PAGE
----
"I don't mind if Israel becomes less Jewish demographically, but I do believe that Israel should first focus on addressing poverty amongst Sabras," said Dita Daniel, a north Tel Aviv native. "The situation with poor immigrants is unfortunate. Yet, we should lift Israelis out of poverty before taking on so many impoverished workers."
A significant number of Israelis have employed an illegal worker at some point – either in housekeeping, home maintenance, or caretaking.

Anti and Abuse

In addition to concerns that migrant workers bring down the average wage level for Israelis, lingering unemployment has also prompted many Israelis to be skeptical of the presence of these workers.

Many rightwing Israelis oppose the presence of foreign workers due to the threat to native-born workers, while leftists often condemn rampant abuse both by the manpower companies that import foreign workers for a fee and by Israeli firms that employ them.

Deputy Governor of the Bank of Israel and renowned economist Zvi Eckstein formulated a controversial proposal that aims to minimize mistreatment of workers, root out corruption in labor recruitment, and ultimately phase out foreign workers in the very long term.

Smuggling and human trafficking are also two major concerns associated with migrant workers. The American designation of Israel as a top human trafficking transit point and destination looms on the political horizon.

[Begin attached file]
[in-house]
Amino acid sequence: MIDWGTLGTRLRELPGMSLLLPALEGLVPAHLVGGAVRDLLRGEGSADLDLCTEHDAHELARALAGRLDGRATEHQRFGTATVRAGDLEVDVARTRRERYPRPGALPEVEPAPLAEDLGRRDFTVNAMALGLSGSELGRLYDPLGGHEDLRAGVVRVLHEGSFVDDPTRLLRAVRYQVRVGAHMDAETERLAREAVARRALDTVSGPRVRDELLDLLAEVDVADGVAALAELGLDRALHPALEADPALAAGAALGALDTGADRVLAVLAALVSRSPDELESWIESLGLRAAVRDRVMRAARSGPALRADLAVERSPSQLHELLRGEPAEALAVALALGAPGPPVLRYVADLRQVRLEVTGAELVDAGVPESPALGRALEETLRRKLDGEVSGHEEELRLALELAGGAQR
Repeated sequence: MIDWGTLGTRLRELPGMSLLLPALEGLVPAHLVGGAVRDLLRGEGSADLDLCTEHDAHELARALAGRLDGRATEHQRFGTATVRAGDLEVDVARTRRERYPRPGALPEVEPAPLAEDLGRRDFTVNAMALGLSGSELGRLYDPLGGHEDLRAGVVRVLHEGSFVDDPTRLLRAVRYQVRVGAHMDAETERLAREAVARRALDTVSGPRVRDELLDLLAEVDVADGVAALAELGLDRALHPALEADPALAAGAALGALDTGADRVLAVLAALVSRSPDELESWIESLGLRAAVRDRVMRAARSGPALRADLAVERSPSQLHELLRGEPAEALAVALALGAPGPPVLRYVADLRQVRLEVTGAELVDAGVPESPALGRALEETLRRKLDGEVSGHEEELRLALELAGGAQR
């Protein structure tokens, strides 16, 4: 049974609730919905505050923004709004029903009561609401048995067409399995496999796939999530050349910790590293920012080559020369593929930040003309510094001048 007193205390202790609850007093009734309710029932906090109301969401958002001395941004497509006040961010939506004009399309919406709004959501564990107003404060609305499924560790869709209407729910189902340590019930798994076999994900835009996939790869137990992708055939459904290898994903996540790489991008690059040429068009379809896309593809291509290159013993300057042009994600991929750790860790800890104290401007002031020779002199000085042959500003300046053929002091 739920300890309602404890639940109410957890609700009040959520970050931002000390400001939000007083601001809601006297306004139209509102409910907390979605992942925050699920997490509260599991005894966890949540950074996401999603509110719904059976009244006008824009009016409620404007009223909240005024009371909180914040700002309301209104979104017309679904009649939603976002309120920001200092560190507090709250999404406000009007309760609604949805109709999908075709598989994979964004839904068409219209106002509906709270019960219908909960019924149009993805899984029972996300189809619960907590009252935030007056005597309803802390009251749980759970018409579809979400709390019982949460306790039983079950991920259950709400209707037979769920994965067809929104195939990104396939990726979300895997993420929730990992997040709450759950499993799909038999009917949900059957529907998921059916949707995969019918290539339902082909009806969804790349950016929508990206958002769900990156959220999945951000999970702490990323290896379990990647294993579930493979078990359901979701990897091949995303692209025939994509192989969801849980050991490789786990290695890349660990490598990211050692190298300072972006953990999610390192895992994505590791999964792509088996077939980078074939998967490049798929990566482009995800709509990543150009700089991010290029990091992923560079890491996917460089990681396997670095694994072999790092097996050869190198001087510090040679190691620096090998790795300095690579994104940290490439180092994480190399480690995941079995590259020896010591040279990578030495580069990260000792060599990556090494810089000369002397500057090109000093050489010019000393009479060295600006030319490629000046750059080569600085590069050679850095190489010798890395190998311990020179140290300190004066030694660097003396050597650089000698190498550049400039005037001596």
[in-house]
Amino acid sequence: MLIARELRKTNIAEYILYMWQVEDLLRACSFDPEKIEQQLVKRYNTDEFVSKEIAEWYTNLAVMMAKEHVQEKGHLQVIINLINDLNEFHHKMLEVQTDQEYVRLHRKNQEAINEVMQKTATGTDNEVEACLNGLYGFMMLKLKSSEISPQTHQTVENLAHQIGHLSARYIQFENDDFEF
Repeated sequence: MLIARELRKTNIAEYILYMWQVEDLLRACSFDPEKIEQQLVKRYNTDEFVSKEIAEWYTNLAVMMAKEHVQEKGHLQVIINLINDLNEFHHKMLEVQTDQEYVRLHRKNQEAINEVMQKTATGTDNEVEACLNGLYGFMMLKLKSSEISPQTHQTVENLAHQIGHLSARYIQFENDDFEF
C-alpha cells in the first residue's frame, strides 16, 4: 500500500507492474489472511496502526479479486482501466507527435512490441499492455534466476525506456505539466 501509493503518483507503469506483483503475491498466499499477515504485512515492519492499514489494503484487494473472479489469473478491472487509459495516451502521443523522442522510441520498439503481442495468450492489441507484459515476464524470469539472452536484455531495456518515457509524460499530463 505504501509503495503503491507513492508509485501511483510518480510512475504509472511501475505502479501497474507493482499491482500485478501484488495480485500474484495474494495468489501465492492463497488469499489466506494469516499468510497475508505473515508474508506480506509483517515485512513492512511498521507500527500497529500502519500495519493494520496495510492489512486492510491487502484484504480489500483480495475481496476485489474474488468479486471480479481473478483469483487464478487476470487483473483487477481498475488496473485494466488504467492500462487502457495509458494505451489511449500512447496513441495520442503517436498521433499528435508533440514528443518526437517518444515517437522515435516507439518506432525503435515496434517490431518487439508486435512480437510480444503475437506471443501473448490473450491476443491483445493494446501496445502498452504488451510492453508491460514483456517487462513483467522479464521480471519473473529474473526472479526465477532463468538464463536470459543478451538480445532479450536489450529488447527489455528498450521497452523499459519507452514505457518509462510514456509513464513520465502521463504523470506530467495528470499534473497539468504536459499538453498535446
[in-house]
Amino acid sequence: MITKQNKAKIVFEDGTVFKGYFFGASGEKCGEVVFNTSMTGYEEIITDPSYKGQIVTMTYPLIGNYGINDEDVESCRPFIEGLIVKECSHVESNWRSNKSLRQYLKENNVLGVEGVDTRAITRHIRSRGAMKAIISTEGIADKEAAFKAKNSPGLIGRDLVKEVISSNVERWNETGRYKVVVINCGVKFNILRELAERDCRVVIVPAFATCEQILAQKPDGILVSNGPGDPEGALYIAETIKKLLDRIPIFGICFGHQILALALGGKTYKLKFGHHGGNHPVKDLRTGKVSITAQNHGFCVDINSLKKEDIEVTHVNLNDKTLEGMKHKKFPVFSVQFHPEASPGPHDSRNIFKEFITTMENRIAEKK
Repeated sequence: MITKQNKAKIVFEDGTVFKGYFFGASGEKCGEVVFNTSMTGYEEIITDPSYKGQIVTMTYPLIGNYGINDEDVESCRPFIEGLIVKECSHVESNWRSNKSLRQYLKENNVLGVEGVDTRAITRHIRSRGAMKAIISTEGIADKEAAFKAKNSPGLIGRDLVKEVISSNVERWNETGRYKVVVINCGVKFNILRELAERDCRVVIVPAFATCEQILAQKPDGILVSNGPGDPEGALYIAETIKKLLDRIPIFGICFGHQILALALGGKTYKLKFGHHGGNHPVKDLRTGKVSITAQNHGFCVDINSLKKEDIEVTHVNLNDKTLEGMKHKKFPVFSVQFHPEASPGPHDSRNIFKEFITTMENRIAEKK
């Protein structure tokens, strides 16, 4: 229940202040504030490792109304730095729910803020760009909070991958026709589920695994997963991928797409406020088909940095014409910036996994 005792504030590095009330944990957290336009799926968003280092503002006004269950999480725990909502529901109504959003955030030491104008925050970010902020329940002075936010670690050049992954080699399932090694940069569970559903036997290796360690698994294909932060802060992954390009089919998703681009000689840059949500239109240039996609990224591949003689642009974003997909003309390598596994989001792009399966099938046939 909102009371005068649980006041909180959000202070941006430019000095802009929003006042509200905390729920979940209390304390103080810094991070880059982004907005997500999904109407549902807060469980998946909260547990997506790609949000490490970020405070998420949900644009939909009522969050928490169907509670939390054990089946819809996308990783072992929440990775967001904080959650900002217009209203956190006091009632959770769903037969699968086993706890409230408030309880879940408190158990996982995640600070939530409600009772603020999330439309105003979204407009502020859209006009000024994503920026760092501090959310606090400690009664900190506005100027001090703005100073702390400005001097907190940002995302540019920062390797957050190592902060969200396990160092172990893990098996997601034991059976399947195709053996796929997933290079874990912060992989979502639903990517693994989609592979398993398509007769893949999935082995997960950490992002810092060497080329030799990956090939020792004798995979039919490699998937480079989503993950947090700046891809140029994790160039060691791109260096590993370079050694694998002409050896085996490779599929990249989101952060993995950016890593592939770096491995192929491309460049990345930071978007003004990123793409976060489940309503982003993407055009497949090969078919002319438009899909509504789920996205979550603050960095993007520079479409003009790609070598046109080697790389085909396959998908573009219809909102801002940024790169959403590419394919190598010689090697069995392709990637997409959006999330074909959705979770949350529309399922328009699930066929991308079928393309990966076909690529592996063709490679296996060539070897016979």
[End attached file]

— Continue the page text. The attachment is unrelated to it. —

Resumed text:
Kav La’Oved’s Suciu elaborates on Israel's current attempts to limit the number of foreign workers admitted. She cites the fear on the part of many native-born Israelis that the foreign workers will overstay their welcome and attempt to raise their families in a country where educational and job opportunities are superior to those in their countries of birth.

"The main fear is that Israel will be invaded by non-Jews,” said Suciu, who cites the tremendous difficulty of naturalization for non-Jewish persons. She also argues that foreign workers are seen as a mere temporary solution to a dearth of native-born laborers willing to perform various types of unskilled labor.